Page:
Harvard Educational Review
  1. Fall 2004 Issue »

    The Assessment of Complex Performance

    A Socially Situated Interpretive Act

    Suellen Butler Shay
    Based on her study of the assessment and validation of final year projects in two academic departments — one located in a humanities faculty and the other in an engineering faculty of a South African university — Suellen Shay argues that the assessment of complex tasks is a socially situated interpretive act. Her argument centers on three questions. The first question explores the basis of assessors’ "common ground" and is rooted in Bourdieu’s concepts of field and habitus and his analysis of how academics develop a "feel for the game." The second question "drills down" into these differences, using dissensus (lack of consensus) as another window on the interpretive process. Shay’s data suggest that assessors’ interpretations are powerfully shaped in predictable and unpredictable ways by their disciplinary orientations, years of experience, and levels of involvement with students. While these differences of interpretation are often resolved collegially, a careful analysis of these occasions illuminates the social-situatedness of assessment practices. Shay also argues that assessors’ interpretations are constituted not only to sustain (or challenge) systems of belief, but also to maintain (or challenge) identities and interpersonal relations. The article concludes with a discussion exploring the implications of assessment as a socially situated interpretive act for academic communities of practice. (pp. 307–329)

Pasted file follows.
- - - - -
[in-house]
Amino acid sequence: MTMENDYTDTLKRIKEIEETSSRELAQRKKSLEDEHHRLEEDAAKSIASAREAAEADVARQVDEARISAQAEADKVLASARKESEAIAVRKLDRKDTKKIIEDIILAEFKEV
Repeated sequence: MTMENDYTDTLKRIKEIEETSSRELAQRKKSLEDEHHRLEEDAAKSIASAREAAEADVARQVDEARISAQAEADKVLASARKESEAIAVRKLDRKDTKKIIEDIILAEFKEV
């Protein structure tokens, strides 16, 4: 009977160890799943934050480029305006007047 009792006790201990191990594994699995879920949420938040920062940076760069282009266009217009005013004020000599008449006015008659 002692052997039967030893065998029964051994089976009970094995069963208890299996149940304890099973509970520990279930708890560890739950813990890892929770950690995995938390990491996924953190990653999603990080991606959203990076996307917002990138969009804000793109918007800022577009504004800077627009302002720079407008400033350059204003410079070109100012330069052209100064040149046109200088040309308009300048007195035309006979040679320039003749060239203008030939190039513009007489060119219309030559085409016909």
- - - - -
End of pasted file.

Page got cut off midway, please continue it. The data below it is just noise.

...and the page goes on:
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    Fall 2004 Issue

    Abstracts

    Drawing on Education
    Using Drawings to Document Schooling and Support Change
    Walt Haney, Michael Russell, and Damian Bebell
    Relating Classroom Teaching to Student Learning
    A Critical Analysis of Why Research Has Failed to Bridge the Theory-Practice Gap
    Graham Nuthall
    The Assessment of Complex Performance
    A Socially Situated Interpretive Act
    Suellen Butler Shay
    Voices Inside Schools - Newjack: Teaching in a Failing Middle School
    Peter Sipe
    Editor's Review of The Human Rights Handbook: A Global Perspective for Education by Liam Gearon
    Jennifer DeForest

    Book Notes

    Rethinking Globalization
    Edited by Bill Bigelow and Bob Peterson

    The Sign of the Burger
    By Joe L. Kincheloe

    Pinstripes and Pearls
    By Judith Richards Hope

    Letters to a Young Activist
    by Todd Gitlin

    Where Girls Come First
    By Ilana DeBare

    Teacher Research for Better Schools
    By Marian M. Mohr, Courtney Rogers, Betsy Sanford, Mary Ann Nocerino, Marion MacLean, and Sheila Clawson